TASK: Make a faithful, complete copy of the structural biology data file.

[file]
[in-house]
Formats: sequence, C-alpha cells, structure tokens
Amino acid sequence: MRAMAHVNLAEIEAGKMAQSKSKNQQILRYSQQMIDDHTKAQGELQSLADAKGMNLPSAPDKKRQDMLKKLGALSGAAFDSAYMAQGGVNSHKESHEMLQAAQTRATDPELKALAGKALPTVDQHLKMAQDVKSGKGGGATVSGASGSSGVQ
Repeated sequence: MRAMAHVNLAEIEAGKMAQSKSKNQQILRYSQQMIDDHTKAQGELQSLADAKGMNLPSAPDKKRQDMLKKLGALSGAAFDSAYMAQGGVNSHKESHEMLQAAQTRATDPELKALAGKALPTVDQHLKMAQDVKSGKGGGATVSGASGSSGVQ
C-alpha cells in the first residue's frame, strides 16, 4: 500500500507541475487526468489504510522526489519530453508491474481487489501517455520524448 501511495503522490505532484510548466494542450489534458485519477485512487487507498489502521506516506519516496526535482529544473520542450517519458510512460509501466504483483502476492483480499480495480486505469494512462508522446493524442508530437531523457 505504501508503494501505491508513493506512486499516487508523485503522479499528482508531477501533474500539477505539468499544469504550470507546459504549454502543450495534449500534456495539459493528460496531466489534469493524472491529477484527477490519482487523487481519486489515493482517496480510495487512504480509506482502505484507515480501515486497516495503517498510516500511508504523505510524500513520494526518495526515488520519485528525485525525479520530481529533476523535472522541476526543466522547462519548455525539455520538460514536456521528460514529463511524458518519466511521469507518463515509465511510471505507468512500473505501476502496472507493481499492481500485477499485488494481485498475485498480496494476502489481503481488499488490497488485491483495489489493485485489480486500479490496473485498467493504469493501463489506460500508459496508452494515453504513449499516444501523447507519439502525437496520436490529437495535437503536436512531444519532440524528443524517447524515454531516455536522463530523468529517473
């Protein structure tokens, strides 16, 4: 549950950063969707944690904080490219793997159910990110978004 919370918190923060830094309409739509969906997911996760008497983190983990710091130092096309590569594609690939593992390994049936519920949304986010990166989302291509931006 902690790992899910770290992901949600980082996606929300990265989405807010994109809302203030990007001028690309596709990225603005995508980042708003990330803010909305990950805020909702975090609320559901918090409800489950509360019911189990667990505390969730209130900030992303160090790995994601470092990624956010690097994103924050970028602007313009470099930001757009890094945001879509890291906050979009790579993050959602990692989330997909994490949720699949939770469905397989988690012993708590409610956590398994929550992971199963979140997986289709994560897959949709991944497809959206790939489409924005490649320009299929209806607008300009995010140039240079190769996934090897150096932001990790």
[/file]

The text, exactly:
[in-house]
Formats: sequence, C-alpha cells, structure tokens
Amino acid sequence: MRAMAHVNLAEIEAGKMAQSKSKNQQILRYSQQMIDDHTKAQGELQSLADAKGMNLPSAPDKKRQDMLKKLGALSGAAFDSAYMAQGGVNSHKESHEMLQAAQTRATDPELKALAGKALPTVDQHLKMAQDVKSGKGGGATVSGASGSSGVQ
Repeated sequence: MRAMAHVNLAEIEAGKMAQSKSKNQQILRYSQQMIDDHTKAQGELQSLADAKGMNLPSAPDKKRQDMLKKLGALSGAAFDSAYMAQGGVNSHKESHEMLQAAQTRATDPELKALAGKALPTVDQHLKMAQDVKSGKGGGATVSGASGSSGVQ
C-alpha cells in the first residue's frame, strides 16, 4: 500500500507541475487526468489504510522526489519530453508491474481487489501517455520524448 501511495503522490505532484510548466494542450489534458485519477485512487487507498489502521506516506519516496526535482529544473520542450517519458510512460509501466504483483502476492483480499480495480486505469494512462508522446493524442508530437531523457 505504501508503494501505491508513493506512486499516487508523485503522479499528482508531477501533474500539477505539468499544469504550470507546459504549454502543450495534449500534456495539459493528460496531466489534469493524472491529477484527477490519482487523487481519486489515493482517496480510495487512504480509506482502505484507515480501515486497516495503517498510516500511508504523505510524500513520494526518495526515488520519485528525485525525479520530481529533476523535472522541476526543466522547462519548455525539455520538460514536456521528460514529463511524458518519466511521469507518463515509465511510471505507468512500473505501476502496472507493481499492481500485477499485488494481485498475485498480496494476502489481503481488499488490497488485491483495489489493485485489480486500479490496473485498467493504469493501463489506460500508459496508452494515453504513449499516444501523447507519439502525437496520436490529437495535437503536436512531444519532440524528443524517447524515454531516455536522463530523468529517473
């Protein structure tokens, strides 16, 4: 549950950063969707944690904080490219793997159910990110978004 919370918190923060830094309409739509969906997911996760008497983190983990710091130092096309590569594609690939593992390994049936519920949304986010990166989302291509931006 902690790992899910770290992901949600980082996606929300990265989405807010994109809302203030990007001028690309596709990225603005995508980042708003990330803010909305990950805020909702975090609320559901918090409800489950509360019911189990667990505390969730209130900030992303160090790995994601470092990624956010690097994103924050970028602007313009470099930001757009890094945001879509890291906050979009790579993050959602990692989330997909994490949720699949939770469905397989988690012993708590409610956590398994929550992971199963979140997986289709994560897959949709991944497809959206790939489409924005490649320009299929209806607008300009995010140039240079190769996934090897150096932001990790």